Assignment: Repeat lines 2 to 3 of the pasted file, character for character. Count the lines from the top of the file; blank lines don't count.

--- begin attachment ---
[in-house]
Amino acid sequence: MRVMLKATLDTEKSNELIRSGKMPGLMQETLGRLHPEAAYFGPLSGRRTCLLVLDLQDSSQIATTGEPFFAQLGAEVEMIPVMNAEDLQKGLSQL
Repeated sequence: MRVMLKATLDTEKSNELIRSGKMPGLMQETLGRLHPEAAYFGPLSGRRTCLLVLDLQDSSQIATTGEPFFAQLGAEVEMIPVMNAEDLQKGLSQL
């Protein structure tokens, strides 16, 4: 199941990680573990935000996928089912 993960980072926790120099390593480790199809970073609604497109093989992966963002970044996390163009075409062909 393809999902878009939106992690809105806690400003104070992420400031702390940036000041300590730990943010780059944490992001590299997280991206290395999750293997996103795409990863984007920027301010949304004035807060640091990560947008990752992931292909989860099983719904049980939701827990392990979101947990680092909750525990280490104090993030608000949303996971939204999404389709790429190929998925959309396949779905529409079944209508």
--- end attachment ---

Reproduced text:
Amino acid sequence: MRVMLKATLDTEKSNELIRSGKMPGLMQETLGRLHPEAAYFGPLSGRRTCLLVLDLQDSSQIATTGEPFFAQLGAEVEMIPVMNAEDLQKGLSQL
Repeated sequence: MRVMLKATLDTEKSNELIRSGKMPGLMQETLGRLHPEAAYFGPLSGRRTCLLVLDLQDSSQIATTGEPFFAQLGAEVEMIPVMNAEDLQKGLSQL